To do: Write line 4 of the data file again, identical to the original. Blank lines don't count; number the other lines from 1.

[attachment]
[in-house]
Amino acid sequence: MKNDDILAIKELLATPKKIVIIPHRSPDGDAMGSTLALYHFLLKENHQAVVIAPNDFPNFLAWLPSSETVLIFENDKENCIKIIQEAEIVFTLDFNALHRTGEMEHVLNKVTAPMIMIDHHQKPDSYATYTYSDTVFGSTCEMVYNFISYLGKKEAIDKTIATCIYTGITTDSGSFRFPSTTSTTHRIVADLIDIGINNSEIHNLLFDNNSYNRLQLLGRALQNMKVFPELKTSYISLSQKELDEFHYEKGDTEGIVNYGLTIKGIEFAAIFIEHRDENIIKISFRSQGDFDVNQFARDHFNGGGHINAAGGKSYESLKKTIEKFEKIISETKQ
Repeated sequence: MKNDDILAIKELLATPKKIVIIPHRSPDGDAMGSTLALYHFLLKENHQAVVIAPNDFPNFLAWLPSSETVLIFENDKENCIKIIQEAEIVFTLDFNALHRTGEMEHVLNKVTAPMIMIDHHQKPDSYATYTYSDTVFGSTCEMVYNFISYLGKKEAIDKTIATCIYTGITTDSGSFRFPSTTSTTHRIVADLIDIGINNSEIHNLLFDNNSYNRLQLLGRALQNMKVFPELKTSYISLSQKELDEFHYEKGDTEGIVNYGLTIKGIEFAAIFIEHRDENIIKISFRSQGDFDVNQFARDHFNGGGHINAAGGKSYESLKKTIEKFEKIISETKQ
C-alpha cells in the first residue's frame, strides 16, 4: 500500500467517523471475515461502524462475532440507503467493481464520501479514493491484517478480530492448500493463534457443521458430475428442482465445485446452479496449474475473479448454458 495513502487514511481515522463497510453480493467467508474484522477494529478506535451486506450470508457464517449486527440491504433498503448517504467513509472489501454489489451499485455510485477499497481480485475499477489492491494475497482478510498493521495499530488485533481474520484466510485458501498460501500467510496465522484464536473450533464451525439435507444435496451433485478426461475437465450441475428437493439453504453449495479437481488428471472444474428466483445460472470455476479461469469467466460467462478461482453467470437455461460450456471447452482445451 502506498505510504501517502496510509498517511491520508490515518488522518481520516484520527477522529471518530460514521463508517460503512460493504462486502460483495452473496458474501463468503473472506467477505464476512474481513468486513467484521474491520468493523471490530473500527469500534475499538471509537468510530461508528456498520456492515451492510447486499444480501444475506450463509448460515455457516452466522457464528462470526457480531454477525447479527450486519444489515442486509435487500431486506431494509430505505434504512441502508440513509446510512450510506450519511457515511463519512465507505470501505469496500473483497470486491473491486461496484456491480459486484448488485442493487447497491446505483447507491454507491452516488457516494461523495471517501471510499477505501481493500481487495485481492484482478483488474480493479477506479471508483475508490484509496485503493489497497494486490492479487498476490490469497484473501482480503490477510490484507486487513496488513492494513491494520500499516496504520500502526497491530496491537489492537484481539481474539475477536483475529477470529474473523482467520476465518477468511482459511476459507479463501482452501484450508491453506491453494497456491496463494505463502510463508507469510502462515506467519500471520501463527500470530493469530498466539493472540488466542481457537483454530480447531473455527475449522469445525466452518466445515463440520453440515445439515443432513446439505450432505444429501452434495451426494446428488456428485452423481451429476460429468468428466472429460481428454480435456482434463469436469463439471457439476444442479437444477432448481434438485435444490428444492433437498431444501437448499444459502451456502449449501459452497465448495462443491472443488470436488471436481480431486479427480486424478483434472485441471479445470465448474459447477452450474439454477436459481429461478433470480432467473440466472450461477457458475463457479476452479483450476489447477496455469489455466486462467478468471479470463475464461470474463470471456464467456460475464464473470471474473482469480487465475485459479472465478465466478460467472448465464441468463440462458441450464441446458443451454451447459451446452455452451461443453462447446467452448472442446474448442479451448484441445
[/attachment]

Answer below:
C-alpha cells in the first residue's frame, strides 16, 4: 500500500467517523471475515461502524462475532440507503467493481464520501479514493491484517478480530492448500493463534457443521458430475428442482465445485446452479496449474475473479448454458 495513502487514511481515522463497510453480493467467508474484522477494529478506535451486506450470508457464517449486527440491504433498503448517504467513509472489501454489489451499485455510485477499497481480485475499477489492491494475497482478510498493521495499530488485533481474520484466510485458501498460501500467510496465522484464536473450533464451525439435507444435496451433485478426461475437465450441475428437493439453504453449495479437481488428471472444474428466483445460472470455476479461469469467466460467462478461482453467470437455461460450456471447452482445451 502506498505510504501517502496510509498517511491520508490515518488522518481520516484520527477522529471518530460514521463508517460503512460493504462486502460483495452473496458474501463468503473472506467477505464476512474481513468486513467484521474491520468493523471490530473500527469500534475499538471509537468510530461508528456498520456492515451492510447486499444480501444475506450463509448460515455457516452466522457464528462470526457480531454477525447479527450486519444489515442486509435487500431486506431494509430505505434504512441502508440513509446510512450510506450519511457515511463519512465507505470501505469496500473483497470486491473491486461496484456491480459486484448488485442493487447497491446505483447507491454507491452516488457516494461523495471517501471510499477505501481493500481487495485481492484482478483488474480493479477506479471508483475508490484509496485503493489497497494486490492479487498476490490469497484473501482480503490477510490484507486487513496488513492494513491494520500499516496504520500502526497491530496491537489492537484481539481474539475477536483475529477470529474473523482467520476465518477468511482459511476459507479463501482452501484450508491453506491453494497456491496463494505463502510463508507469510502462515506467519500471520501463527500470530493469530498466539493472540488466542481457537483454530480447531473455527475449522469445525466452518466445515463440520453440515445439515443432513446439505450432505444429501452434495451426494446428488456428485452423481451429476460429468468428466472429460481428454480435456482434463469436469463439471457439476444442479437444477432448481434438485435444490428444492433437498431444501437448499444459502451456502449449501459452497465448495462443491472443488470436488471436481480431486479427480486424478483434472485441471479445470465448474459447477452450474439454477436459481429461478433470480432467473440466472450461477457458475463457479476452479483450476489447477496455469489455466486462467478468471479470463475464461470474463470471456464467456460475464464473470471474473482469480487465475485459479472465478465466478460467472448465464441468463440462458441450464441446458443451454451447459451446452455452451461443453462447446467452448472442446474448442479451448484441445